$conf['https'] = FALSE;
$conf['error_level'] = ERROR_REPORTING_DISPLAY_ALL;
$conf['cache'] = 0;
$conf['preprocess_css'] = 0;
$conf['preprocess_js'] = 0;$conf['site_name'] = "Mysite LOCAL";

Add this to local settings file, and problems solved.

PS: In Drupal 8, we will have settings files where every setting is available as files deployable using git. That's a definitive step forward in awesomeness. See this article for more information. However, in Drupal 8, this approach will still work as a master override.

Handle those test emails

Some prefer to have dev emails sent to gmail for max emulation of live site, and some just use the local mailbox. Either way, it is useful to direct all emails to the same email, ignoring the original reciepent. The module reroute_emails is great for that. It basically has 2 settings, enable and destination mail. If enabled, adding this to $conf will setup the redirect:

$conf['reroute_email_enable'] = 1;
$conf['reroute_email_enable_message'] = 0;
$conf['reroute_email_address'] = 'test@localhost.com';

..and rerouting is magically working.

Add that environment variable

To make this as painless as possible for new devs, you can keep these settings laying around in git. Using a separate file, like local.settings.php you can:

  1. Make a small modification to the settings.php
  2. Include the file local.settings.php
  3. Add any differentiating settings to this new file
  4. If you want, force a siteload fail if environment variable is not set. We do not want prod to ever quietly think it's dev.

Let's say we have 3 different environments:

  • Local -> 'loc' - Streamlined for low performance
  • Staging -> 'stage' - Some integrations live
  • Production -> 'prod' - All integrations live

We add 3 lines to settings.php. These lines are automatically added in Drupal 8, but we still need them in 7.x.

if (file_exists(DRUPAL_ROOT . '/' . $conf_path . '/local.settings.php'))
{ include DRUPAL_ROOT . '/' . $conf_path . '/local.settings.php'; }

 

And then we add something like this in our local.settings.php:

<?php switch ($conf['environment']) {

  case "prod":
    // Any special production-only cases
    break;
  case "stage":
    $conf['cache'] = 0;
    $conf['preprocess_css'] = 0;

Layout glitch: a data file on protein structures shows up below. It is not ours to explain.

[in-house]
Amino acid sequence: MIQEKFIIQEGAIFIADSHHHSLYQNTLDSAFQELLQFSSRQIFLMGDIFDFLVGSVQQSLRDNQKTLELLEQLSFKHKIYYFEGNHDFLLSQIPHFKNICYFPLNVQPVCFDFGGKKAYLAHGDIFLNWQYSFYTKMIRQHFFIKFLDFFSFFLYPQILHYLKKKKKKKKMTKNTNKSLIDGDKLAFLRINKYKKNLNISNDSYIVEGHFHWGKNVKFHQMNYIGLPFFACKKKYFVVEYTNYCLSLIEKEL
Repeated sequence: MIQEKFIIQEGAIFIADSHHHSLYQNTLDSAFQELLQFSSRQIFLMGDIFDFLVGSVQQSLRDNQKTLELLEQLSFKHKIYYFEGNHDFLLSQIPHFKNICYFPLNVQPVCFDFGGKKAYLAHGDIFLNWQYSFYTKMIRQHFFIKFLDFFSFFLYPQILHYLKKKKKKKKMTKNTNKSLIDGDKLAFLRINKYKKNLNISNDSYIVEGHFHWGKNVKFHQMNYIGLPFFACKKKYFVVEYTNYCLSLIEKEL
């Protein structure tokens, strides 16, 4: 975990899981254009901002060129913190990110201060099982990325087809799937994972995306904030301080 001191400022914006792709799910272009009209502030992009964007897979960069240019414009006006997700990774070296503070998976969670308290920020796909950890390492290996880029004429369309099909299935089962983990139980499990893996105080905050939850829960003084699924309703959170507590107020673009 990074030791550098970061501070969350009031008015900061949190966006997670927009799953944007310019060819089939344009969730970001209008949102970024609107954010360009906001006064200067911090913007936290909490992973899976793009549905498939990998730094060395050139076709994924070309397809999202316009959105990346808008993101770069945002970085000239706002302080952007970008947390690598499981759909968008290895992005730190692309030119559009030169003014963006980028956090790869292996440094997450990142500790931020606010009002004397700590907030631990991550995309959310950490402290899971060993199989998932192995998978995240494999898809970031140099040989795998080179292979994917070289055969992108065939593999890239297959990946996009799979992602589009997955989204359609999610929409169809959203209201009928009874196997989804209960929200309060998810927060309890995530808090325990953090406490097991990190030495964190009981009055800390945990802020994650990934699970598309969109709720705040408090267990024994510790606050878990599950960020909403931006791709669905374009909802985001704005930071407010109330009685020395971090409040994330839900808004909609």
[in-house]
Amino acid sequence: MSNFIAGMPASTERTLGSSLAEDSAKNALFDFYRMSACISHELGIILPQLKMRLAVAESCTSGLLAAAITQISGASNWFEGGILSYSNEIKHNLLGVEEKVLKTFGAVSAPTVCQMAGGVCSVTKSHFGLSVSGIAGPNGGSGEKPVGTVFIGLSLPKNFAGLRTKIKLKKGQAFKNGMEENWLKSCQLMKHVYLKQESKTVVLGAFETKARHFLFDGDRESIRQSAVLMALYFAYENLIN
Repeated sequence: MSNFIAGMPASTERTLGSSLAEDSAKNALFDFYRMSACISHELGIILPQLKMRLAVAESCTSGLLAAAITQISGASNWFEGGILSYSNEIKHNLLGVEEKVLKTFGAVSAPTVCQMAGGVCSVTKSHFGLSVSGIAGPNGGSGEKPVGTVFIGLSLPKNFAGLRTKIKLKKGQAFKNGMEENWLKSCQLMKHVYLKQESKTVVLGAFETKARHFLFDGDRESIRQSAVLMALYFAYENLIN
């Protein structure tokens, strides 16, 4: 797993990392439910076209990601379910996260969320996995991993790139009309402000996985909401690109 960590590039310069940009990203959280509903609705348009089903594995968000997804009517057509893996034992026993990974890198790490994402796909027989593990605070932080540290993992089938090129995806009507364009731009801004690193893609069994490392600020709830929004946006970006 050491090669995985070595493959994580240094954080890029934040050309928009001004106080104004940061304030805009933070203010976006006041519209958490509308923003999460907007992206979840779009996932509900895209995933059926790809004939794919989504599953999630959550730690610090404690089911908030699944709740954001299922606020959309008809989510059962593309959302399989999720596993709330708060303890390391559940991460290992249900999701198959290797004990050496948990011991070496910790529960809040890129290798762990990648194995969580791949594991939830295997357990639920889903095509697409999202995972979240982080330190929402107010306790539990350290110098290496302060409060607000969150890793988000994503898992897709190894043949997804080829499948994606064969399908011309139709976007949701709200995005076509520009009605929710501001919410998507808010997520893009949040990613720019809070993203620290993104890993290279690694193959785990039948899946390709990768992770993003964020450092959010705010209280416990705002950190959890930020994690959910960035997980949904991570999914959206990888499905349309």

$conf['preprocess_js'] = 0;
  case "dev" :
  default:
    $conf['securepages_enable'] = 0;
    $conf['https'] = FALSE;
    $conf['error_level'] = ERROR_REPORTING_DISPLAY_ALL;
    $conf['cache'] = 0;
    $conf['preprocess_css'] = 0;
    $conf['preprocess_js'] = 0;
    $conf['site_name'] = "Mysite LOCAL";
    break;
};?>

When anything new is needed, add here & commit to git, and everybody's set to go.

Disabling / enabling those modules

Enabling and disabling devel and testing modules can be a pain, but automating the process is not a very big hassle. Usually we make a custom module for each site to hold custom code not fitting in anywhere else. Adding the following will handle any enabling / disabling of modules based on the environment variable.

function hook_init(){
  // If we're on local, enable devel.
  if (variable_get('environment', 'loc') == 'loc' && !module_exists('devel')) {
    module_enable(array('devel'));
  }
}

Managing that ruleset with environments in mind

Almost all medium complex Drupal 7 sites rely on Rules at some level to manage both automated and manually triggered processes. The rules should be built with the same approach in mind.

  • Keep critical things from running wild on local
  • Try to emulate behavior locally

We talked about the $conf['environment'] variable. We can drag this variable into rules.

  • Expose as a global token
  • Create a rule checker

By having it exposed, we can approach rules creation with development in mind, making it easier for ourselves at the time when the site is on production and new stuff is launched.

With this, we can create separate rulesets for stage and prod, which enables us to fire events differently when on local or stage. For example, on commerce sites, we can have two different payment solutions, one for development (test) and one for production (live).

 

Bottom line

This is some approaches for making the migration between environments easier. The settings file, together with rules and eventual extra code can make the development process easier, both in terms of security and efficiency. Making all envs work out of the box is like an ultimate utopia, and with these steps you can reach a bit closer.  Happy env hacking!